Gibberellins play a relevant role in plant growth and development. However, many fungi that associate with plants or soil have not been tested for their ability to produce GAs. Here, we found that isolates with the ability to produce gibberellins displayed a high degree of similarity with the following genera, according to the fungal ITS regions: Bionectria, Diplodia, Macrophoma, Nectria, Neopestalotiopsis, Talaromyces, and Trichoderma. Even when we found a high similarity when identifying the isolates, further investigations will help to fully characterize the identity of these isolates and their ability to produce gibberellins and other useful metabolites. Finally, the physiological effects of this metabolite in orchids, particularly in S. tigrina remains to be elucidated.
Overall, this study shows novel information about the composition of the mycobiome present in S. tigrina, an endangered species of the rich endemic Mexican ecosystem. As found for other orchids, S. tigrina shows a complex fungal community that includes diverse groups, suggesting the probable relevance of its biodiversity in maintaining equilibrium with its environment. Moreover, interesting insights related to the composition of the epiphytic and endophytic communities and their distribution in the plant showed a great fungal richness for this orchid. Finally, we believe that the description of the natural mycobiome associated to S. tigrina and the capability of some of the isolates to produce secondary metabolites could be applied in different biotechnological strategies oriented to increase the population of S. tigrina in Mexico. This integrated approach could benefit delicate members of ecosystems, particularly for endangered species. Similar studies could be conducted to gain insights into the fungal microbiome associated to other plants, in order to identify microbial symbionts that may play a role in providing stability for the host in their particular ecosystem.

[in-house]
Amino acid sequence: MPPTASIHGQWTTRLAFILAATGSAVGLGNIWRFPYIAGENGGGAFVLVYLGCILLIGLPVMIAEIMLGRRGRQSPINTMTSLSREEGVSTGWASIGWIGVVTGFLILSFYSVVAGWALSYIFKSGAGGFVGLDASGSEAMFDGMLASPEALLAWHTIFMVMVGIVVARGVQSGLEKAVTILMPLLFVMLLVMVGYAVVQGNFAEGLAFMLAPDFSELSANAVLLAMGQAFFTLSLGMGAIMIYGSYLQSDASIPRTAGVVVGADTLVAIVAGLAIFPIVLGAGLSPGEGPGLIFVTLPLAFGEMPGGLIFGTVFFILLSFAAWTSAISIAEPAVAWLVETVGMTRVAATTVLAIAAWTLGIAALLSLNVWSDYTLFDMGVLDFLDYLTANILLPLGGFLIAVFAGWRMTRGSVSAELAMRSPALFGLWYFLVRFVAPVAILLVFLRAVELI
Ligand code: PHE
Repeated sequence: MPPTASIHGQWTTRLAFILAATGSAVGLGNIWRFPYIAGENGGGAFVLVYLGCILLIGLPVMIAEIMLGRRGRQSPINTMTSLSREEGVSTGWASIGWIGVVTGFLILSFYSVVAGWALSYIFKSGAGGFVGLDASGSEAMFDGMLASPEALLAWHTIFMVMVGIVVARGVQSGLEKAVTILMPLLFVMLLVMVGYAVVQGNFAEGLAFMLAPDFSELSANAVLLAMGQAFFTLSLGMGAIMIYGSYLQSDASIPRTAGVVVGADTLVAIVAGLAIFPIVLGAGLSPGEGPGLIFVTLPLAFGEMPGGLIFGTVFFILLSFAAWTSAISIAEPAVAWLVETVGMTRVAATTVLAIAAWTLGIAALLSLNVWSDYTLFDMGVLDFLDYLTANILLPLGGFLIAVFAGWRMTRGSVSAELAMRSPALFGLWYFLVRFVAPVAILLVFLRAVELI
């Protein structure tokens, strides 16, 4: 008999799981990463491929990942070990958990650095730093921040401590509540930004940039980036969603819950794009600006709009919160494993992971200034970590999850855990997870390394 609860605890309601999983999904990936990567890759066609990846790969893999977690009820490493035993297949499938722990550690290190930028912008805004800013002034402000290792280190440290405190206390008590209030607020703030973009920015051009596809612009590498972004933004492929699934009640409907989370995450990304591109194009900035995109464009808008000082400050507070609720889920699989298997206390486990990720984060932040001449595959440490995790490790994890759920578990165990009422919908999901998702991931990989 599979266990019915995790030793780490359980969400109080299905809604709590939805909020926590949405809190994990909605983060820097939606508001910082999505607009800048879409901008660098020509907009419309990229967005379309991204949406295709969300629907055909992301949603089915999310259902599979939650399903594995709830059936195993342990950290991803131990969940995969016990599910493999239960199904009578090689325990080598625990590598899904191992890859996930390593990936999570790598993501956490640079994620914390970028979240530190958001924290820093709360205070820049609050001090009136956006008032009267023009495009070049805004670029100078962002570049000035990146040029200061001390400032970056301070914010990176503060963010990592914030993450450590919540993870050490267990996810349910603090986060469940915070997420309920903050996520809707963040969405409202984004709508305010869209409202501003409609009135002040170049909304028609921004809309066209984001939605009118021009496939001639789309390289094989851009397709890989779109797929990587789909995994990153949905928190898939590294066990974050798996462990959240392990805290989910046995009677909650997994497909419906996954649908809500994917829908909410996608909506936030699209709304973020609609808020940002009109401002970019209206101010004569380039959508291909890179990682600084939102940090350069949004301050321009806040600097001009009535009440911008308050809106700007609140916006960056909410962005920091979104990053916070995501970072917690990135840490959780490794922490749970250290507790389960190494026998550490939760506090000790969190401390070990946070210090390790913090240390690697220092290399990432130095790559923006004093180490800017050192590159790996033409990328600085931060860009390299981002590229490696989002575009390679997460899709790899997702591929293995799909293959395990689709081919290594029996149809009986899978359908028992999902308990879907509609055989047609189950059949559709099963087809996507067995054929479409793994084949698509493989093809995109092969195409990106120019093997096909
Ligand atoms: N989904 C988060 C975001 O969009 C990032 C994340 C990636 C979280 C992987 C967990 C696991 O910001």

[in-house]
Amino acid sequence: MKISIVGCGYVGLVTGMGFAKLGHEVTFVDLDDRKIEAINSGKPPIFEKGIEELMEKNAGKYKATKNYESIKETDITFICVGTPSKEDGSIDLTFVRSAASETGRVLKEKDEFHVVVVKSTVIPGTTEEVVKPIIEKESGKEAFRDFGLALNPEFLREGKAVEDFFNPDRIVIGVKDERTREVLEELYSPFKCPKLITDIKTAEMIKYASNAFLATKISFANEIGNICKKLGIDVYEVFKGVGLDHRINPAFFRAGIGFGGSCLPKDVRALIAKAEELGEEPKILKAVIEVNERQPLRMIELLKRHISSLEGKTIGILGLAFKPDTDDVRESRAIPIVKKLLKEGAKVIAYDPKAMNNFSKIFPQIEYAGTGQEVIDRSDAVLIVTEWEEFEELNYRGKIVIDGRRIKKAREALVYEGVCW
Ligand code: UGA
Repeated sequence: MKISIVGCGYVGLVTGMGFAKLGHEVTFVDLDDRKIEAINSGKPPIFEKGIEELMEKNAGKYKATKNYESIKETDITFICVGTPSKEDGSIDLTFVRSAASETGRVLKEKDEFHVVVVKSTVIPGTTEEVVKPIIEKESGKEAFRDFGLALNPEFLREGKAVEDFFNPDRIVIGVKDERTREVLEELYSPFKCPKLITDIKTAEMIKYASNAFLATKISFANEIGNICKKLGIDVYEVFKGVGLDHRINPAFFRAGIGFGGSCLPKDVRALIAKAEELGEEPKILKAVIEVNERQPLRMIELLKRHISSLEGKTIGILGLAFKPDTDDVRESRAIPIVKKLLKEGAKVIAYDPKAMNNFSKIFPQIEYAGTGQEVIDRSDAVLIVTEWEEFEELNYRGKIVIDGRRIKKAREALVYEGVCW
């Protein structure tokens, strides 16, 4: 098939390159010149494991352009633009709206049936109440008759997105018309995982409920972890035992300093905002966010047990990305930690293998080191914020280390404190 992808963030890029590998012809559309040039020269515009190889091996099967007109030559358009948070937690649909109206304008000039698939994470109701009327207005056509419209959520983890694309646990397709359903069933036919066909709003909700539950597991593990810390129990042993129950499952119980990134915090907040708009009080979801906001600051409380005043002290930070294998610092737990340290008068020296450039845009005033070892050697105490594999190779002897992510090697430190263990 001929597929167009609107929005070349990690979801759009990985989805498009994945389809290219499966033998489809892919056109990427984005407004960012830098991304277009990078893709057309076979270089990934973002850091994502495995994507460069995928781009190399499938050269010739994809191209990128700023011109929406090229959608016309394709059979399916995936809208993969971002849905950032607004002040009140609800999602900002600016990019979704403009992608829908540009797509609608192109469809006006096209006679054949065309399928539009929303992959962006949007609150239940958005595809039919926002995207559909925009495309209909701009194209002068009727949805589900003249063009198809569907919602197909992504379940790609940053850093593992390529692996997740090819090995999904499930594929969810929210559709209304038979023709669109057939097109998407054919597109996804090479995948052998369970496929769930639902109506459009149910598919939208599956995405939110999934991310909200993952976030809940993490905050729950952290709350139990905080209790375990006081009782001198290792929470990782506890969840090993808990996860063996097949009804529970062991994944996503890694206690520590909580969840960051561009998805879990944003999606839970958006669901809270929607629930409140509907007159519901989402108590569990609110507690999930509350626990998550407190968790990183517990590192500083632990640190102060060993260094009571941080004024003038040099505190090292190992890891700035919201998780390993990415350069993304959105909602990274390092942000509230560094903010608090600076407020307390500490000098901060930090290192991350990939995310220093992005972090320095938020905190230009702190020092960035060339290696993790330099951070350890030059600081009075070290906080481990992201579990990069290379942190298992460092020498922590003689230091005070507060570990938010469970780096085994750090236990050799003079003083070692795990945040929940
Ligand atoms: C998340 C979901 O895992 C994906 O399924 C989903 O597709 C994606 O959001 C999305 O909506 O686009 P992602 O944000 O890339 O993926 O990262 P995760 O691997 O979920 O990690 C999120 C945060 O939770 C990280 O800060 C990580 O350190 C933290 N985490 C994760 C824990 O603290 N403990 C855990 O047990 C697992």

Overall approach of this study was designed by NM-M and RM-C. SS-C conducted the experiments. MC-L designed and supervised HPLC experiments. All authors were involved in experiment design, data analysis, and manuscript preparation.
Conflict of Interest Statement
The authors declare that the research was conducted in the absence of any commercial or financial relationships that could be construed as a potential conflict of interest.
S. tigrina plants were identified by the Biologist Raúl Álvarez Mora (Xoxoctic Botanical Garden). PCR reactions were partially performed in the Functional Genomics Laboratory, at the University of Sherbrooke (Sherbrooke, Quebec, Canada) with the support of Dr. Benoit Chabot. SS-C received a PhD fellowship from CONACYT.